Architectural photographer Iwan Baan has captured the colourful plastic-wrapped structure designed by Spanish architects SelgasCano for the Serpentine Gallery's annual pavilion programme (+ slideshow).
Opening to the public later this week, the 15th Serpentine Gallery Pavilion was designed by José Selgas and Lucía Cano, and consists of a double-layered plastic skin in a variety of colours, wrapped around a series of metal arches.
"When the Serpentine invited us to design the Pavilion, we began to think about what the structure needed to provide and what materials should be used in a Royal Park in London," said the architects.
"These questions, mixed with our own architectural interests and the knowledge that the design needs to connect with nature and feel part of the landscape, provided us with a concept based on pure visitor experience. We sought a way to allow the public to experience architecture through simple elements: structure, light, transparency, shadows, lightness, form, sensitivity, change, surprise, colour and materials."
"The spatial qualities of the pavilion only unfold when accessing the structure and being immersed within it," they added.
ETFE – a kind of fluorine-based plastic – was used to create the colourful wrapping, which is transparent in some areas and opaque in others. This material has a high resistance to corrosion, and remains very strong in different temperature ranges.
Visitors can enter the pavilion through various openings. Some comprise large arched corridors, while others are more discreet, positioned at various points around the perimeter.
"Each entrance allows for a specific journey through the space, characterised by colour, light and irregular shapes with surprising volumes," said Selgas and Cano. "This is accomplished by creating a double-layered shell, made of opaque and translucent fluorine-based plastic (ETFE) in a variety of colours."
At the centre of the pavilion is a large open space, allowing room for various events and performances to take place over the course of the summer. A cafe is also housed in the pavilion.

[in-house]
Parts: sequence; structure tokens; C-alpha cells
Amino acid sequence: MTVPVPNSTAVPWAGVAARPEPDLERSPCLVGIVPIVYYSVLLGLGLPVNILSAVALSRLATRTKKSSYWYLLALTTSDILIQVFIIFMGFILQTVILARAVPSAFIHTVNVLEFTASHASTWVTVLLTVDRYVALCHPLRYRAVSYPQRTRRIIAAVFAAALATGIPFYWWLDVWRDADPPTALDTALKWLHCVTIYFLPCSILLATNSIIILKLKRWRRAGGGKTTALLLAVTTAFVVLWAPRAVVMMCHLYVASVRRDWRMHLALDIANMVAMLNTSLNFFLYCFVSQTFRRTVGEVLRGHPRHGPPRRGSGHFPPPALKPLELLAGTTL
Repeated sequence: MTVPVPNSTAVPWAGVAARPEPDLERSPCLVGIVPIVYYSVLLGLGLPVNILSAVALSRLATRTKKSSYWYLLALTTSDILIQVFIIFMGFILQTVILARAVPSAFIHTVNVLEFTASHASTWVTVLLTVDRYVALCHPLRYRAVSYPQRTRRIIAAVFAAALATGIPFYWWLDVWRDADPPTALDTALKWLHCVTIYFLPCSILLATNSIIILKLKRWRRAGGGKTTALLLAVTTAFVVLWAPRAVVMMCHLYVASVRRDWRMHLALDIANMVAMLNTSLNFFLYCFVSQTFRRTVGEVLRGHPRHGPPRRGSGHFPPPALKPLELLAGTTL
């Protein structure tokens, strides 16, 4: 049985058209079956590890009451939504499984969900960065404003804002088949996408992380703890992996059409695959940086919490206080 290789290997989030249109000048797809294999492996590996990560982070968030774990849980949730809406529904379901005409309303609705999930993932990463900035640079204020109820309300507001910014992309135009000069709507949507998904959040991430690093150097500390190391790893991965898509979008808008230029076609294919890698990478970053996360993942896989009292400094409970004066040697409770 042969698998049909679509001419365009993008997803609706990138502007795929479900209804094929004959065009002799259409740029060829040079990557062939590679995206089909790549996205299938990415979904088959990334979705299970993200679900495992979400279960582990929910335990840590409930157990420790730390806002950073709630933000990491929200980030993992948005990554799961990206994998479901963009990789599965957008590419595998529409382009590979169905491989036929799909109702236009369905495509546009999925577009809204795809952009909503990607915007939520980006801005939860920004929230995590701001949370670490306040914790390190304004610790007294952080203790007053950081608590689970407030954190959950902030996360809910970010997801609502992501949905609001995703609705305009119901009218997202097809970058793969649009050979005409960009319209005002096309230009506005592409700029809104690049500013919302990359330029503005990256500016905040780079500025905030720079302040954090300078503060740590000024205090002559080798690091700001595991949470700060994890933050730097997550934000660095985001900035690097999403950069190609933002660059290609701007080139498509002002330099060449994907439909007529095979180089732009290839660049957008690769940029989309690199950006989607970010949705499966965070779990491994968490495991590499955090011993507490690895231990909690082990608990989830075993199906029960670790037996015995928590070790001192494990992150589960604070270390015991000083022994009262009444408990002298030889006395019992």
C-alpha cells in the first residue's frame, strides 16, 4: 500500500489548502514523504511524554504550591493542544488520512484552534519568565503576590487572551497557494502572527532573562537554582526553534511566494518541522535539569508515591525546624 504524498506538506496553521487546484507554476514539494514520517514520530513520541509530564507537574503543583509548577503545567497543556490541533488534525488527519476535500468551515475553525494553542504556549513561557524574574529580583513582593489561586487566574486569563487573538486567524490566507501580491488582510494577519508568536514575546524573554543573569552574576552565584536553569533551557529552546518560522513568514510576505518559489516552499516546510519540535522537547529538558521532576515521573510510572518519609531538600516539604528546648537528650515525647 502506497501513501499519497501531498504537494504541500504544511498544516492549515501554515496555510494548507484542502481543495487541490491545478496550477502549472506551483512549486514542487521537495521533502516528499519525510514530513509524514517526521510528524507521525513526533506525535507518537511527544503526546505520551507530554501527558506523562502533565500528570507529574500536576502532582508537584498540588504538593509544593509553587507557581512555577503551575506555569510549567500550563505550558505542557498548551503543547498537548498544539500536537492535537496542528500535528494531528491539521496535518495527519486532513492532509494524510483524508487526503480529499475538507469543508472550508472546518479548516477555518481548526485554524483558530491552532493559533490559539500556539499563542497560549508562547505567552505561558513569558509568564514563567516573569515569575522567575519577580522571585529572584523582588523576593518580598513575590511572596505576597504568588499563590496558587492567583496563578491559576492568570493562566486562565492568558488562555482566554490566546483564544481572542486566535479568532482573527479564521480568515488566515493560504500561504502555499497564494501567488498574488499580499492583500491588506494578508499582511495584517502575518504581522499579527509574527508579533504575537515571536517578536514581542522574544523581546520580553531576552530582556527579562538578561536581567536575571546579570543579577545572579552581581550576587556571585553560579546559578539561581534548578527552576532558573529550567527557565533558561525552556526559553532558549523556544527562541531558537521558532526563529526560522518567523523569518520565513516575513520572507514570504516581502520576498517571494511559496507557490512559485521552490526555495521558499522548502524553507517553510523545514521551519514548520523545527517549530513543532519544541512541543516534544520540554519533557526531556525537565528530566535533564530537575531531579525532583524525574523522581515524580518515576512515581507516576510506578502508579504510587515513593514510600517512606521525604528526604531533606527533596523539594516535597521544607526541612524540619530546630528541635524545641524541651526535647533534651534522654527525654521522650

"We are also very much aware of the Pavilion’s anniversary in our design for the 15th annual commission. The structure therefore had to be – without resembling previous Pavilions – a tribute to them all and a homage to all the stories told within those designs," added the architects.
Related content: see all of our Serpentine Gallery Pavilions stories
In an exclusive interview with Dezeen, gallery director Julia Peyton Jones described the structure as a pavilion full of colour.
"It's a combination of different coloured plastics that reminded me of stained-glass windows when they first presented it to us," Peyton Jones said. "It's less to do with the extreme refinement of the process and more about things developing as they go along and the organic nature of their structure."
At the centre of the pavilion is a meeting space and cafe area, with four "tentacles" providing various access points. Strips and sheets of fluorine-plastic fabric (ETFE) are layered to create different lighting effects when the sunlight shines through the walls.
Like its predecessors, the 2015 Serpentine Gallery Pavilion is occupying a site in front of the gallery in London's Kensington Gardens.
The annual pavilion commission is awarded to different architects each year with the intention of providing the chance for them to create their first built structure in England.
Previous pavilion designers have included Peter Zumthor, Herzog & de Meuron, Zaha Hadid, SANAA, and Frank Gehry. According to the gallery, the pavilion is one of the most visited architectural and design exhibitions in the world.
The 2015 Serpentine Pavilion will open on 25 June and close on 18 October. It will host a number of parties and public talks, as well as a series of evening events sponsored by fashion brand COS.
To mark the 15th anniversary of the pavilion programme, Dezeen will be publishing a series of exclusive interviews with director Julie Payton Jones, looking back at each of the designs.
Photography is by Iwan Baan.